It’s interesting that Viet Nam’s Communist Party does not prohibit social media unlike its counterpart in China:
In January Nguyen Tan Dung, Vietnam’s prime minister, told senior members of the Communist Party that it was “impossible” to block social media, and that the government should make more effort to put out “correct” information through them.
Vietnam’s 40m internet-users live in one of the better-connected countries in South-East Asia. Around 45% of Vietnamese are online (roughly the same proportion as in China). In the region, only Malaysia and Singapore have higher penetration rates. The use of social media has leapt—by two-fifths in the past year alone, according to one estimate.
Vietnam patrols the internet with a relatively light touch. In China both Twitter and Facebook are banned by censors. In Vietnam Twitter is accessible though not commonly used. Facebook is the country’s most-visited website, ahead of Google’s search engine. Attempts to block it have been sporadic and half-hearted.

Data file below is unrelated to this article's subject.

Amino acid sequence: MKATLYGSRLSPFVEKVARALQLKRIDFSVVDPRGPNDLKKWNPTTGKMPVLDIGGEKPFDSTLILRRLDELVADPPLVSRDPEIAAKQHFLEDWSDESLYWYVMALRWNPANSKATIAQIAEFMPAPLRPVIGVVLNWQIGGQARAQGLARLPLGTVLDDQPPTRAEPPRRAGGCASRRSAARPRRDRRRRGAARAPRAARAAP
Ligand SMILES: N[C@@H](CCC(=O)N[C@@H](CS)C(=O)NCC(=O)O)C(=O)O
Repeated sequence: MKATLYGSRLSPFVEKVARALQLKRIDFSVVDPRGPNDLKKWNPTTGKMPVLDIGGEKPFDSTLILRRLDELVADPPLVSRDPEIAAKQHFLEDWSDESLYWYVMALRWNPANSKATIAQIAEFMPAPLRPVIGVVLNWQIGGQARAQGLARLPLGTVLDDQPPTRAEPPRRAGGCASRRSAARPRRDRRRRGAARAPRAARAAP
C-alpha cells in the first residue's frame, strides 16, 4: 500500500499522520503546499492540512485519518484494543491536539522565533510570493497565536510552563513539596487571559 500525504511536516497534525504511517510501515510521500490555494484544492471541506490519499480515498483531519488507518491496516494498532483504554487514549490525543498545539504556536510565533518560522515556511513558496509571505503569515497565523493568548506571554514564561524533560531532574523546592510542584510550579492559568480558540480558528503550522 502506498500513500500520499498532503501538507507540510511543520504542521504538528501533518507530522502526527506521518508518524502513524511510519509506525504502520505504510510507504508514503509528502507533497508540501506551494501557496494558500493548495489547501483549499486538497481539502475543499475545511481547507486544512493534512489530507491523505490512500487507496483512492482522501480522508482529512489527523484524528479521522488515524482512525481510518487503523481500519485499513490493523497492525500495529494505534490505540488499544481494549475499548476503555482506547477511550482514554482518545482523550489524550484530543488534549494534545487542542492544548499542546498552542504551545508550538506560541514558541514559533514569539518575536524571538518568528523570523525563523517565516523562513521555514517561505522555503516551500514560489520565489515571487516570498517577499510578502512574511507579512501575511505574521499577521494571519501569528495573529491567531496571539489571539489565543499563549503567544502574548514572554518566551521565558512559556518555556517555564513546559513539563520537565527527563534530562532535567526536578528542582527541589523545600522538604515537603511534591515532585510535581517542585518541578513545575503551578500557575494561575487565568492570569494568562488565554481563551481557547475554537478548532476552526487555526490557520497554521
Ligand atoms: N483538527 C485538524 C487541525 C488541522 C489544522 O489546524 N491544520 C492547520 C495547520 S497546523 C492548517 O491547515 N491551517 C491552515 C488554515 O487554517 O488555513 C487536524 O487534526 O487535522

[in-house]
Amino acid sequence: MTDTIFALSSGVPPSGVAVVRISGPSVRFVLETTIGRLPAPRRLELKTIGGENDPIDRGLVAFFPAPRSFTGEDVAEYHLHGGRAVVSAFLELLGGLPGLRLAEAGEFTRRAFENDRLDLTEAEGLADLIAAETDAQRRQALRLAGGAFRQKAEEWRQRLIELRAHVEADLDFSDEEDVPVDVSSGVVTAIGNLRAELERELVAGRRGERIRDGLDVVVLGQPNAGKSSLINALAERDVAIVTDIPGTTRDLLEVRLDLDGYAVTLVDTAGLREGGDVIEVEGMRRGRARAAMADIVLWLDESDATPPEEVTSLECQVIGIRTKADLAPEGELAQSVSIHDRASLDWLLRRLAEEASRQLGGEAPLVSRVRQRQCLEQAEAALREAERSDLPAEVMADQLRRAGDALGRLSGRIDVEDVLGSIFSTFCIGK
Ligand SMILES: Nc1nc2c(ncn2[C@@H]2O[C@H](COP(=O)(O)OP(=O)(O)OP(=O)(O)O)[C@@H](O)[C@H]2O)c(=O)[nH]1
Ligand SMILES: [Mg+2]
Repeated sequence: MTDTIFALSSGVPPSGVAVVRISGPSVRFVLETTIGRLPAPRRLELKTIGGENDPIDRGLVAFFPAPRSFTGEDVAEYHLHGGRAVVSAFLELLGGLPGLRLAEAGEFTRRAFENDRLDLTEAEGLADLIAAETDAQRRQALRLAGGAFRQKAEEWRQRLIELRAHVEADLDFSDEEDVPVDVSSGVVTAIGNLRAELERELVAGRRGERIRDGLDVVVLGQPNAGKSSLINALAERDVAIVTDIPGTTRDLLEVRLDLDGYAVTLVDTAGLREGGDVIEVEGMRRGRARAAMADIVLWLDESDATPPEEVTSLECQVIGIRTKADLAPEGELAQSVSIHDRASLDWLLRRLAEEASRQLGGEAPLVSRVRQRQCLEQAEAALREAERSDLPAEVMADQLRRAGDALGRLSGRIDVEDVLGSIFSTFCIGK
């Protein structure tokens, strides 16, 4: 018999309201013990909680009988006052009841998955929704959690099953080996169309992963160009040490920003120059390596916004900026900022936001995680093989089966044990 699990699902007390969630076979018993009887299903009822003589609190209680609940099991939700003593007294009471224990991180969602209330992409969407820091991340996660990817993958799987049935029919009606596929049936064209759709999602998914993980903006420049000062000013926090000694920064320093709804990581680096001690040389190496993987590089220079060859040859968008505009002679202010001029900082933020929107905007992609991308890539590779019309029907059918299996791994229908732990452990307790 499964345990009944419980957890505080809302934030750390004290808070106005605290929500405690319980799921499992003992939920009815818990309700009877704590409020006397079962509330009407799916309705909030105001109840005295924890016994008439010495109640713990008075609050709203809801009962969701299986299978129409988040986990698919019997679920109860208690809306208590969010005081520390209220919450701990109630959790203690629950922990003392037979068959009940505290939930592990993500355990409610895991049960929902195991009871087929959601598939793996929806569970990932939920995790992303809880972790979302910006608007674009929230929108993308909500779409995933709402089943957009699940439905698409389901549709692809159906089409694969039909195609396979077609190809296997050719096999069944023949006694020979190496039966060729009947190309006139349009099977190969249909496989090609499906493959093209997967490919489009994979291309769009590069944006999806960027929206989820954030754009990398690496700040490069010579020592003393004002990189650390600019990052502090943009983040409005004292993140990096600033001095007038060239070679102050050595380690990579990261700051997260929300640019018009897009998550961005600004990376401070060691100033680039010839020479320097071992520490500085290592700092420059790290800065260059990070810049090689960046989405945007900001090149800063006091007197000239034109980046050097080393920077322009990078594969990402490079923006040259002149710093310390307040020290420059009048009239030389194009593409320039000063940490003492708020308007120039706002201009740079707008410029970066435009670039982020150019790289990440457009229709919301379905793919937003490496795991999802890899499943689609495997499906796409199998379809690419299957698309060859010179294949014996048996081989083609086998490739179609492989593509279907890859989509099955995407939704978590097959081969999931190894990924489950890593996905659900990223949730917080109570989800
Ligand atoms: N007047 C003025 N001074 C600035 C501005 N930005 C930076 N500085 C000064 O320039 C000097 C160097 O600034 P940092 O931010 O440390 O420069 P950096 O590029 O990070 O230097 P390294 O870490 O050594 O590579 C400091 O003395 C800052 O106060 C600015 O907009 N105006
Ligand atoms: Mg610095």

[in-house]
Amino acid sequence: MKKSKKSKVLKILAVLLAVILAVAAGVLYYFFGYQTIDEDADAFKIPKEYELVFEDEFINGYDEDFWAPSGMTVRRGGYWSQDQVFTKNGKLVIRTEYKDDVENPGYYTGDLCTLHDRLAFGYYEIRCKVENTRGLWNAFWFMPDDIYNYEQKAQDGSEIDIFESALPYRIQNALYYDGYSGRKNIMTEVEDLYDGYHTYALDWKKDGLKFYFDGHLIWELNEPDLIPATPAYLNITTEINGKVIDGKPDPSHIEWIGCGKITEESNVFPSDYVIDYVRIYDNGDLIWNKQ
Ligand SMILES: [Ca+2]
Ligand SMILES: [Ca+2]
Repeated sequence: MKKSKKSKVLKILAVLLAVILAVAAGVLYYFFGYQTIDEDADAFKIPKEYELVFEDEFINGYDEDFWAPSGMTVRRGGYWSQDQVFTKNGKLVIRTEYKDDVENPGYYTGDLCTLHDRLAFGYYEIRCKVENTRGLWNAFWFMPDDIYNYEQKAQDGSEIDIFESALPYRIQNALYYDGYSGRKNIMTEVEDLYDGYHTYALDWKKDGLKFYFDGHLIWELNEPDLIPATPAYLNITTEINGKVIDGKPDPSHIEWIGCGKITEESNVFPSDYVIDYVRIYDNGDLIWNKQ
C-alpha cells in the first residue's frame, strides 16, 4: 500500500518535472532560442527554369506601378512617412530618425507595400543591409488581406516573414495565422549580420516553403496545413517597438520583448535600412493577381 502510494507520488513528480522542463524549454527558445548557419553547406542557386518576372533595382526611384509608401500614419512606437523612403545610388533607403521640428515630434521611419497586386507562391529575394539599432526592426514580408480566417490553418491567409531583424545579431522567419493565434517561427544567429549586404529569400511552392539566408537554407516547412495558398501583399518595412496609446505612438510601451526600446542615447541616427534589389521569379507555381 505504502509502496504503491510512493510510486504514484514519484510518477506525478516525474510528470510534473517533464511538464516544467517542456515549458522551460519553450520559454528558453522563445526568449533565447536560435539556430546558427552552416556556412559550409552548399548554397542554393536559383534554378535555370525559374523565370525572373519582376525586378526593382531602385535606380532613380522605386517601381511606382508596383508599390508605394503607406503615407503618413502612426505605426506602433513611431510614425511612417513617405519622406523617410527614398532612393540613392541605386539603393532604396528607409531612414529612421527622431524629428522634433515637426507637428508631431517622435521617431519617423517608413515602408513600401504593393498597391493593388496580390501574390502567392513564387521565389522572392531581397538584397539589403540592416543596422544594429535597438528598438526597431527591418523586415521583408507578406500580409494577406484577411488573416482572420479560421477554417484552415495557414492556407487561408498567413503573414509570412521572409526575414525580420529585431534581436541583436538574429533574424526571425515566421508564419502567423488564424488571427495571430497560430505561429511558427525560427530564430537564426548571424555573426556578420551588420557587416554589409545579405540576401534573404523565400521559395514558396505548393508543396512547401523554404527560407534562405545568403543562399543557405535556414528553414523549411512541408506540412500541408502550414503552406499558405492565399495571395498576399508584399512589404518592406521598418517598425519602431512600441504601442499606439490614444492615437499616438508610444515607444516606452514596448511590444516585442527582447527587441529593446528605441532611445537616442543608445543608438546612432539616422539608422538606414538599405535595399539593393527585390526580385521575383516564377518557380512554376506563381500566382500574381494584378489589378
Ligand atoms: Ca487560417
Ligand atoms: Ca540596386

The explanation is Gyanendra’s Law, read with the Than Shwe exception:
I propose a new law, named after the former King of Nepal: Gyanendra’s Law. This law states that a regime that shuts down communication systems will not last.
However, like most ‘social’ laws, Gyanendra’s Law has exceptions. Shutting down parts of networks does not count. The Rajapaksa government of Sri Lanka shut down networks in conflict areas and lives to tell the tale. Then again, there weren’t that many telephones or internet connections in those parts to begin with, thanks to Prabhakaran. When a country has almost no landline and internet connections, the government can get away with shut-downs. This is the Than Shwe Exception, named after the leader of the country with the second lowest number of mobiles after North Korea.
There are simply too many Facebook connections in Viet Nam.
So how does the ban work in China? With a lot of money.